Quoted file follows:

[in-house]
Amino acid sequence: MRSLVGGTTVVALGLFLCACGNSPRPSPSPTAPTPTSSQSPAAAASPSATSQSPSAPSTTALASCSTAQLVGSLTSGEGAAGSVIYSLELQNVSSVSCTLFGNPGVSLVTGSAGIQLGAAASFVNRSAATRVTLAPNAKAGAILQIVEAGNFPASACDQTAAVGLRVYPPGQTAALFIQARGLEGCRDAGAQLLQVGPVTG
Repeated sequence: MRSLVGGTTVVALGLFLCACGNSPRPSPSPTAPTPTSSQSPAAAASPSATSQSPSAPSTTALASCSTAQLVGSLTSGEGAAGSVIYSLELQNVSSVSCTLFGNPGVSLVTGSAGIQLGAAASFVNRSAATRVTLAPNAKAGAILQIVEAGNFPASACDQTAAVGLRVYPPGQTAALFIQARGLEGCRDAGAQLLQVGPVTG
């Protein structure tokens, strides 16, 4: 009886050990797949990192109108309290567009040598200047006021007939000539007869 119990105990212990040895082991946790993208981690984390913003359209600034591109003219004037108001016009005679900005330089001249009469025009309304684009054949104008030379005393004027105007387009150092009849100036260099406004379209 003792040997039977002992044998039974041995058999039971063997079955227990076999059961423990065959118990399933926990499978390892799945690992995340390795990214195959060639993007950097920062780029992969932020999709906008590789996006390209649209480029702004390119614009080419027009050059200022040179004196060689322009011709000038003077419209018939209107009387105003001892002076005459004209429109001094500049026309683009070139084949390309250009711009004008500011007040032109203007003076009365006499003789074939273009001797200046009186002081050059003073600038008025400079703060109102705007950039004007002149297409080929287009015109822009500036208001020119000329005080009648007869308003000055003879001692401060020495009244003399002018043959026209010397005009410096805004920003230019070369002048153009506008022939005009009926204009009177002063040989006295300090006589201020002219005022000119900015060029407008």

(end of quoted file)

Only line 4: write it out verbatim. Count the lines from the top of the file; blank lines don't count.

């Protein structure tokens, strides 16, 4: 009886050990797949990192109108309290567009040598200047006021007939000539007869 119990105990212990040895082991946790993208981690984390913003359209600034591109003219004037108001016009005679900005330089001249009469025009309304684009054949104008030379005393004027105007387009150092009849100036260099406004379209 003792040997039977002992044998039974041995058999039971063997079955227990076999059961423990065959118990399933926990499978390892799945690992995340390795990214195959060639993007950097920062780029992969932020999709906008590789996006390209649209480029702004390119614009080419027009050059200022040179004196060689322009011709000038003077419209018939209107009387105003001892002076005459004209429109001094500049026309683009070139084949390309250009711009004008500011007040032109203007003076009365006499003789074939273009001797200046009186002081050059003073600038008025400079703060109102705007950039004007002149297409080929287009015109822009500036208001020119000329005080009648007869308003000055003879001692401060020495009244003399002018043959026209010397005009410096805004920003230019070369002048153009506008022939005009009926204009009177002063040989006295300090006589201020002219005022000119900015060029407008």